SACRAMENTO - Governor Jerry Brown is being urged to veto a bill that critics say would eliminate arbitration as a practical option for parties who want to resolve disputes quickly, cost effectively and outside of a courtroom.
The head of Civil Justice Association of California (CJAC) said that arbitration is a fair and efficient way to resolve disputes, but the bill before Brown would "unjustifiably hinder arbitration by adding obstacles to scheduling."
"There is no reason to do so," said Kim Stone, president of CJAC.
Senate Bill 1078, which passed Aug. 30, will prohibit arbitration companies from soliciting business from a party to a consumer arbitration for as long as the arbitration lasts.
In opposition to the bill, Stone and other groups said that because some arbitration companies offer "dozens or hundreds of neutrals, any one of whom could be providing service as a neutral at any time for a party that frequently uses arbitration, SB 1078 will operate as a ban on solicitation by arbitration companies of their most frequent users."
Before the Senate acted on the bill, opposition groups, including the state's Farm Bureau Federation, Hospital Association, Professional Association of Specialty Contractors, Restaurant Association and Retailers Association joined CJAC, writing that the bill will create "impractical and logistical barriers that reduce the effectiveness of arbitration as a faster, less expensive alternative to civil litigation."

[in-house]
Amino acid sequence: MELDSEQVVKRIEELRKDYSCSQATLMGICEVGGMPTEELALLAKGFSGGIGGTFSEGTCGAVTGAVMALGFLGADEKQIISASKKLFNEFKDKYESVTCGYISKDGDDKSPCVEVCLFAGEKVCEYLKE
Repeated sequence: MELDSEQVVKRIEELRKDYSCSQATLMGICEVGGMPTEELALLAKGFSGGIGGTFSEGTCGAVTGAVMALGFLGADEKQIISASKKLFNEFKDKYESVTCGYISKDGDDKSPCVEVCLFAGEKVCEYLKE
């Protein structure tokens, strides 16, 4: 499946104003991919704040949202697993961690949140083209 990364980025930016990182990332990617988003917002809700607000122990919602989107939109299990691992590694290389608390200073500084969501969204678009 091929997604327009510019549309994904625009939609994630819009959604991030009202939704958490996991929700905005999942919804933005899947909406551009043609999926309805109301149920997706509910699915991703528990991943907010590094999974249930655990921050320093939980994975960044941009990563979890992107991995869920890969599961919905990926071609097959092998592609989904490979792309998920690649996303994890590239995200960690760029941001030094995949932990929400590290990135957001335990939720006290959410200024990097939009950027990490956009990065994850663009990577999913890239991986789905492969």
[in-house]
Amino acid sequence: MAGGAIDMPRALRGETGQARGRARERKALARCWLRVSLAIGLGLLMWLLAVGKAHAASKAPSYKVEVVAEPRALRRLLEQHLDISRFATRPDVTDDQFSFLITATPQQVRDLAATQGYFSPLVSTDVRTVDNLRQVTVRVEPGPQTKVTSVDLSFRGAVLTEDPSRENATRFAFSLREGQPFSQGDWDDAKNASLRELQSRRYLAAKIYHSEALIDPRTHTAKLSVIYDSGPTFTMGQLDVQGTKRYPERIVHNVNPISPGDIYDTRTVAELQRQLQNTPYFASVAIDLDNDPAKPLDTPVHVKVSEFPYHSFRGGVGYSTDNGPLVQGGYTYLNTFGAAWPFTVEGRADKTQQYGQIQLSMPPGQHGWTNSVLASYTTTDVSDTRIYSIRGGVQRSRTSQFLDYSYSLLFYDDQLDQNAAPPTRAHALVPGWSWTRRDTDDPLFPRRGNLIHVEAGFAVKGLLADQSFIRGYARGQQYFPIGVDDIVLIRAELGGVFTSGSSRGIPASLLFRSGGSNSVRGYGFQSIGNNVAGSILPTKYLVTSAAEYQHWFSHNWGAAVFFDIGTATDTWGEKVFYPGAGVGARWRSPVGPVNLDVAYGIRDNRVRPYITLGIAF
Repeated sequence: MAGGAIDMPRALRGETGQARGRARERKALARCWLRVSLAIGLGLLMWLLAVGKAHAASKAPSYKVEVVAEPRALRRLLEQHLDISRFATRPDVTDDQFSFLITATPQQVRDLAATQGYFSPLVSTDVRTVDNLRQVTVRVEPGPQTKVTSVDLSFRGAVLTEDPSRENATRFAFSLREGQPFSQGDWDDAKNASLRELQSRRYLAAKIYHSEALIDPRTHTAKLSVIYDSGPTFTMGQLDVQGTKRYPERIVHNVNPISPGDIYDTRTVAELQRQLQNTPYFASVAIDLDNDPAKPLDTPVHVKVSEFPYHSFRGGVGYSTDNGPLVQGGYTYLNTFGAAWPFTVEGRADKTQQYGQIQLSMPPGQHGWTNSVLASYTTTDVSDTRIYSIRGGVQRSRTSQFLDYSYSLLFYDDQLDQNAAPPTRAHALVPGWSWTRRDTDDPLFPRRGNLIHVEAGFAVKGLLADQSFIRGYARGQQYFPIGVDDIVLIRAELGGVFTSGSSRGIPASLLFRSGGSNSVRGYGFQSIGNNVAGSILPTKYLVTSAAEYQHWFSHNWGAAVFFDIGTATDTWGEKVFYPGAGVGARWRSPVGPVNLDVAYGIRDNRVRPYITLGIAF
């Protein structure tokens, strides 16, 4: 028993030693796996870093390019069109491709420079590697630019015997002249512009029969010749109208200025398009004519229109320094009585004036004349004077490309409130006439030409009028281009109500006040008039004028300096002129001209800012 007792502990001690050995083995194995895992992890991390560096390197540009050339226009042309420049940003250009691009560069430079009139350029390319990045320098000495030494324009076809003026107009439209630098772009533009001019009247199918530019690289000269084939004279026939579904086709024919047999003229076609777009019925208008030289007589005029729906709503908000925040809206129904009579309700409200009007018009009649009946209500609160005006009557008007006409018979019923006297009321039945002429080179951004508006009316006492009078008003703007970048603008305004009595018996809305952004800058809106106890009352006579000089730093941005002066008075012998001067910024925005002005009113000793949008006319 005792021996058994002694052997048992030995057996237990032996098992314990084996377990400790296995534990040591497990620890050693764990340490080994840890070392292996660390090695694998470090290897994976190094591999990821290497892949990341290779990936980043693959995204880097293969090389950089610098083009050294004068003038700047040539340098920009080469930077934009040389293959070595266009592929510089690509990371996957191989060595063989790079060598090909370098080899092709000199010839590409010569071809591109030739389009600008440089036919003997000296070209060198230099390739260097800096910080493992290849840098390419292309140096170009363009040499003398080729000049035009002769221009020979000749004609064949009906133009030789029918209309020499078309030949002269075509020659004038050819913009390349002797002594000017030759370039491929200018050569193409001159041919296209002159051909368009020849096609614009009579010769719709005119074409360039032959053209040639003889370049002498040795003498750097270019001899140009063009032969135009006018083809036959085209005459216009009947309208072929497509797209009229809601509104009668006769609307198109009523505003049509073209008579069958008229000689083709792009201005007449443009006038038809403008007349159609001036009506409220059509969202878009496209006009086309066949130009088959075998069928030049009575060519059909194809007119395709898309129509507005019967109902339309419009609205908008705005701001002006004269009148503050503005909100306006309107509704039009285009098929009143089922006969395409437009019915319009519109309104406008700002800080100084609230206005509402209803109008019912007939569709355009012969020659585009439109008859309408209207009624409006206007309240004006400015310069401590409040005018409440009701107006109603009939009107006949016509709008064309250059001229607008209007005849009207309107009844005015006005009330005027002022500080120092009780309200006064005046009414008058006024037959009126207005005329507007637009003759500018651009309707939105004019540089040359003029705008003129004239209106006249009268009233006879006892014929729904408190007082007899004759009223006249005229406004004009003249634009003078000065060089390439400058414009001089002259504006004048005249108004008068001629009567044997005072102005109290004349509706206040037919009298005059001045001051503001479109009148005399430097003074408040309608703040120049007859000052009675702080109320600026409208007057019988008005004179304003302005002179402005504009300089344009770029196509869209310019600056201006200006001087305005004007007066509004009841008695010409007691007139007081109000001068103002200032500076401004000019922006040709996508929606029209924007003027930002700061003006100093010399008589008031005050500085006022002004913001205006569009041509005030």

The bill will also prohibit an arbitrator, during an arbitration, from entertaining any offers of employment as a dispute resolution neutral from a party to the arbitration, according to the opposition.
The groups also say that a party to an ongoing arbitration is a frequent user of arbitration and that the ban "constitutes a practical barrier to the arbitrator scheduling subsequent work, and will complicate the logistical challenge faced by arbitration companies as they try to keep track of which neutrals are available."